Monday, August 20, 2012

Playing Zone Defense: Thoughts from a M2M guy...

Let me start by saying that our team last year played man to man defense 100% of the time last season and in the past 3 seasons I'd guess my teams have played 65-70% man to man with the remaining being mostly a half court trap or full court pressure. Having said that, someone would think that I am against using a zone defense. Some coaches are man to man regardless of personnel. I respect that. Some coaches are zone coaches for different reasons. I run more zone defense with my AAU team mainly because we don't practice daily. Recently, I've started leaning more towards zone. I believe that everyone should be taught man to man defense. It is a fundamental priority of youth, and junior high coaches to teach man to man. Teach, not necessarily use in win/lose situations but it should be taught. Here are 3 thoughts on playing zone vs man.

#1 Sometimes You Need a Fence to Guard the House when You Don't have a Big Dog
Using a zone to limit and neutralize an opponents strong post play is a reason I've used a zone defense in the past. Teams of limited size need to have a pack mentality, especially on defense. Post defense shouldn't start on the block where it's one on one. It should start twenty feet from the basket with ball pressure limiting vision and passing opportunities. (This is true of man to man also). Teams lacking size have to "Pack Rebound"- all five attacking the glass. By utilizing a zone defense, teams are able to continue pressure while not allowing the opposing team to control the paint. Zones slow down fast teams, provide help on post-play driven teams and provide teams a chance to limit touches inside the 3 pt line.

#2 Don't play zone because "We just can't guard them."
The hard part for me as a "Man guy" is the urge to "We'll have to go zone" after a defensive breakdown. Some coaches view playing zone as a failure; a last resort before forfeit. That mentality is way off. If and when you do play zone, your team's mentality is already set to a negative tone. What happens if they score on you in man to man, you angrily switch to zone and they score then to? I'd guess Coach Jim Boeheim doesn't go into recruiting or games with the mindset of I need to get and use guys that can't play  man to man defense. Zone defense isn't accepting defeat...unless you already have.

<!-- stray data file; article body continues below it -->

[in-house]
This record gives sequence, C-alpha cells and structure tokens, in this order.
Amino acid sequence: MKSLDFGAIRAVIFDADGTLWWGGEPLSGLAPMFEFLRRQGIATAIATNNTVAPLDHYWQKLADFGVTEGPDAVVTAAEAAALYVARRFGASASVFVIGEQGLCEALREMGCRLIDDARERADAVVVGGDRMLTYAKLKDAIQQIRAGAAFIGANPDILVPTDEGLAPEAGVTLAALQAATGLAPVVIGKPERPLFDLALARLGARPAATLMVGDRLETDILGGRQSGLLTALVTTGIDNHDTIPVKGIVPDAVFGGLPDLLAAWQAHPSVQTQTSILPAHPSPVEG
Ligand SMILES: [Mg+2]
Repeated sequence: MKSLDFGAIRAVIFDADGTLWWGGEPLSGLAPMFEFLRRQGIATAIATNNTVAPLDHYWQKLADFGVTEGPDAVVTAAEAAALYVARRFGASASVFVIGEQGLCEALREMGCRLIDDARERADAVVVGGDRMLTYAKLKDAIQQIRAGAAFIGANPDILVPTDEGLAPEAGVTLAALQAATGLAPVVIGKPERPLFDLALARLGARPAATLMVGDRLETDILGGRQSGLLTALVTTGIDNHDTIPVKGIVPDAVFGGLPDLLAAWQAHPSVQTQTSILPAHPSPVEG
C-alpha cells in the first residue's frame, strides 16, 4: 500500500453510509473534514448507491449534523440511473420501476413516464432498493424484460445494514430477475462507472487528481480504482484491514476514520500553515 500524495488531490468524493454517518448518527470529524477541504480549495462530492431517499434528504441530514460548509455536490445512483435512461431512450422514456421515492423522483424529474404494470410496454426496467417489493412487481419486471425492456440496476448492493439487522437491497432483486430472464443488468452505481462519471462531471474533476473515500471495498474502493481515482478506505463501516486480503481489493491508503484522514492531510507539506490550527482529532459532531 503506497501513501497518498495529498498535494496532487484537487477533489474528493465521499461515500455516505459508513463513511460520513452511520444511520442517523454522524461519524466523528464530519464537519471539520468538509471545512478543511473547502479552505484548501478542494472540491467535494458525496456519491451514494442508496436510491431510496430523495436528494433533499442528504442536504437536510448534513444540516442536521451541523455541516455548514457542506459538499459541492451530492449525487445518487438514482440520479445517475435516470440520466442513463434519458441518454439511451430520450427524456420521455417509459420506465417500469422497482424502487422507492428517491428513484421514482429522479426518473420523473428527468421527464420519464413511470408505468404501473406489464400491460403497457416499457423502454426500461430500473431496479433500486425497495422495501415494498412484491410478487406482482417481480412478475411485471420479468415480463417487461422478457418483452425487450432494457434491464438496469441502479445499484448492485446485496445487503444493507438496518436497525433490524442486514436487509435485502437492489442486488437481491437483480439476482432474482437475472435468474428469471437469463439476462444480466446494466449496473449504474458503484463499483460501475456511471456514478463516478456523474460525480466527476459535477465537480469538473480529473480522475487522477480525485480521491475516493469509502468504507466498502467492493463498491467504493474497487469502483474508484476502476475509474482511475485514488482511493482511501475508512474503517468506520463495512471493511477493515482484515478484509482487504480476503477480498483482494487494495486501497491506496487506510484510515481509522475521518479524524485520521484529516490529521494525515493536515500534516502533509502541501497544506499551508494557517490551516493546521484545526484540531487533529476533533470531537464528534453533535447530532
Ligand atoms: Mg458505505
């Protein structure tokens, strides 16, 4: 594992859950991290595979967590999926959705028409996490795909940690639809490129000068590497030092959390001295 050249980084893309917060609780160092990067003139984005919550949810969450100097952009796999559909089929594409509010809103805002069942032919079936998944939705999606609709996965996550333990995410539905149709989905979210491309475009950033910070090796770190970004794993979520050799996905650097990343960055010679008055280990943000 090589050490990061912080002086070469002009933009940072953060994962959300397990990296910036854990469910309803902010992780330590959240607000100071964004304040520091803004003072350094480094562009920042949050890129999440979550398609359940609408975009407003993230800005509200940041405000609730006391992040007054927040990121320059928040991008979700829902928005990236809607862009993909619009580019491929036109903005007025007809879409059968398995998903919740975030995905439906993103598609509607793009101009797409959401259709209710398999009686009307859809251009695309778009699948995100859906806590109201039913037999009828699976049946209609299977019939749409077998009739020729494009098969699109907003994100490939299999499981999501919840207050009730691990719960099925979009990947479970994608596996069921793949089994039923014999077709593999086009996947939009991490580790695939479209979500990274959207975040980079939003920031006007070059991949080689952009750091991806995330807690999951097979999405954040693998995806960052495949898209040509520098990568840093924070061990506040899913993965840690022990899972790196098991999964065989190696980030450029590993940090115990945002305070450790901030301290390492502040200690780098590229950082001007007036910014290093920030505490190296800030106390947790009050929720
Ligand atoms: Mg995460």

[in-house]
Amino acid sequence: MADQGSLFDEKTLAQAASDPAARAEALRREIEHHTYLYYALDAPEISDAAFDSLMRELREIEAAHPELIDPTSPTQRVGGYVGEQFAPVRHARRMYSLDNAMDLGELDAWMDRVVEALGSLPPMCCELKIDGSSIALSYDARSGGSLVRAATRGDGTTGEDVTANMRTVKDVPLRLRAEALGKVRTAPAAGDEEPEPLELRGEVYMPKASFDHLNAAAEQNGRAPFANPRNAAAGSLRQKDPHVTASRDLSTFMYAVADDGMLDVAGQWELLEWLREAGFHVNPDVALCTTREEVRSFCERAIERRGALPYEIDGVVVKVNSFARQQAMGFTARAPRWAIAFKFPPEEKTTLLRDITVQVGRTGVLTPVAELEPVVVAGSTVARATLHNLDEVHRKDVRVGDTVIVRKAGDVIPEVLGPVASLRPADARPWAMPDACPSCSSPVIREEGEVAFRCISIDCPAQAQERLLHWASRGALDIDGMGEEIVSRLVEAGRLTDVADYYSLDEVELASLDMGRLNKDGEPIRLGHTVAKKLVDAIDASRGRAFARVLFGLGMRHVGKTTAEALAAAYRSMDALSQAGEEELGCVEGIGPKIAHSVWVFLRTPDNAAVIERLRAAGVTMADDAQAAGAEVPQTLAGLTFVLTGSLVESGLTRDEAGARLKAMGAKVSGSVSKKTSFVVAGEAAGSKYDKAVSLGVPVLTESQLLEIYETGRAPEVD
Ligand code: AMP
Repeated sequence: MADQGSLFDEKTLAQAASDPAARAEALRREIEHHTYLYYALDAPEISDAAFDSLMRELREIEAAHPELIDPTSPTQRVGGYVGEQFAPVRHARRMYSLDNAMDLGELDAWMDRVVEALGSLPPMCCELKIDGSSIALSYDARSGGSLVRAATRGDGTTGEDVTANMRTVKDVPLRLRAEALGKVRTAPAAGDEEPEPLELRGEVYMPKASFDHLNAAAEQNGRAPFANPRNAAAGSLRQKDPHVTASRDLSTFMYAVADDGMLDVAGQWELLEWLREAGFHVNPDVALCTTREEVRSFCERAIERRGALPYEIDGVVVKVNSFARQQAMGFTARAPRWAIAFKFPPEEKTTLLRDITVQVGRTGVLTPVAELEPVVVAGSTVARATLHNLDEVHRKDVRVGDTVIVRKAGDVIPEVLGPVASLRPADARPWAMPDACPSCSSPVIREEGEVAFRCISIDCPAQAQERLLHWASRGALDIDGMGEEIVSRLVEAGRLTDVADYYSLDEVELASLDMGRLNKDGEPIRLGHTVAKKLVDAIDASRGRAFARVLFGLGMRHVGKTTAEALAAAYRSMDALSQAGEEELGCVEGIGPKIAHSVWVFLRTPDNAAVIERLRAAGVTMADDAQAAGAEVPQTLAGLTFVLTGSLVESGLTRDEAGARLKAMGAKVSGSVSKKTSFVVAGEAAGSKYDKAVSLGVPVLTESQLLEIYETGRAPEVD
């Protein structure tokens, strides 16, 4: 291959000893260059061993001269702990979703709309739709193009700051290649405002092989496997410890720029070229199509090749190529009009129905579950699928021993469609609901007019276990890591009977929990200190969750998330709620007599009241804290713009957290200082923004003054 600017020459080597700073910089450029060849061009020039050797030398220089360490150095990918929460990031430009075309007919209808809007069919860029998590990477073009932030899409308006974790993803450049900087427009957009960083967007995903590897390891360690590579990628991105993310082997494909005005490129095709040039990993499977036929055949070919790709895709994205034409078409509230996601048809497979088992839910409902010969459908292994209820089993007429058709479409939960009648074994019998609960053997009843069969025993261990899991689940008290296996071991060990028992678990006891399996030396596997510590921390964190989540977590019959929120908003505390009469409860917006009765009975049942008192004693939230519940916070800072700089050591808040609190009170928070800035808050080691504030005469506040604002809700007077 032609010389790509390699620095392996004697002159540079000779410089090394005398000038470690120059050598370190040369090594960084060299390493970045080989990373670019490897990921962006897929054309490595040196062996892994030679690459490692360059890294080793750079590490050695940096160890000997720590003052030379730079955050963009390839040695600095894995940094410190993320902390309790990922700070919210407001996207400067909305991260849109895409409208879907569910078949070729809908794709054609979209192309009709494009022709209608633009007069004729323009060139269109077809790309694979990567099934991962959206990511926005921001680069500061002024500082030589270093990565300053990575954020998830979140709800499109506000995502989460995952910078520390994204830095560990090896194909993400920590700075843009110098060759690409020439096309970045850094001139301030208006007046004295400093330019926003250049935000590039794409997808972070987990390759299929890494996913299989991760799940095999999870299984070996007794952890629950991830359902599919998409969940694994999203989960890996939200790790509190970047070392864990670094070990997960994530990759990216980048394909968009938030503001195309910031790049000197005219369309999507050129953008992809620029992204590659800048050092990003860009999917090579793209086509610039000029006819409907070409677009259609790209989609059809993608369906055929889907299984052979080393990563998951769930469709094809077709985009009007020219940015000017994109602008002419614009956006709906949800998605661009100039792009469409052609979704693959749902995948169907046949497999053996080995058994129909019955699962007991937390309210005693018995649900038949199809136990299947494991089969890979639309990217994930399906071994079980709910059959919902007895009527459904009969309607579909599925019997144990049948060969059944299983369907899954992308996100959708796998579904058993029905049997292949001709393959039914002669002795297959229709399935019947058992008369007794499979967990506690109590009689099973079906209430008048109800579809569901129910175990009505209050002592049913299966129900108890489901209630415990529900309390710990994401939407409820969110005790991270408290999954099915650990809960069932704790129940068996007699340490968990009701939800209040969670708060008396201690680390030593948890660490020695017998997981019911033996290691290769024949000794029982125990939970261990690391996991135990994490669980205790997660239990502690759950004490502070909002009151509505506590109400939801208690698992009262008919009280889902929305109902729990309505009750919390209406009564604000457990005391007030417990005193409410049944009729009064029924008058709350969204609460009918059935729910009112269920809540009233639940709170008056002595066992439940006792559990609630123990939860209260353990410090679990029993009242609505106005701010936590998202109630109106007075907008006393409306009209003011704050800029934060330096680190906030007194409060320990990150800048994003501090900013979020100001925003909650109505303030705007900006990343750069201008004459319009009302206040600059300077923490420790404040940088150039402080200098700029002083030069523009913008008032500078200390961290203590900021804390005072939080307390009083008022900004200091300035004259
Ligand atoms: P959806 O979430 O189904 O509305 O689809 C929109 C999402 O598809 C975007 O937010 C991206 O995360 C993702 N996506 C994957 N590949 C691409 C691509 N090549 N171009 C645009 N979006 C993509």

#3 It's Not What You Do, It's How You Do It.
Utilizing a zone defense and using it to attack an offensive system has many benefits. Think boxing. A zone shouldn't be because you are backed in the corner protecting yourself. A zone can be a uppercut when used correctly.
This is my own personal philosophy on teaching a zone defense. Start with teaching full court man to man . As intense as possible. There will be a situation where you'll need this defense plus it makes for great game conditioning. Add players until you have progressed into 5 on 5 full court shell drill. Once you've established your full court defense, continue with pressure man in a half court setting. Teaching your players to sprint to help, being in position. Now work on a "sagging" man where you have ball pressure but still focus on your help. (Ex. Pack Line). Lastly, choose your zone alignment; 2-3, 3-2, or 1-3-1. Don't allow your players to relax. Keep the same intensity as if your in full court man! This formula has worked with our program.

Whatever defense you believe is the best for your team, I know and believe the key is in the presentation and passion you teach it with.

No comments:

Post a Comment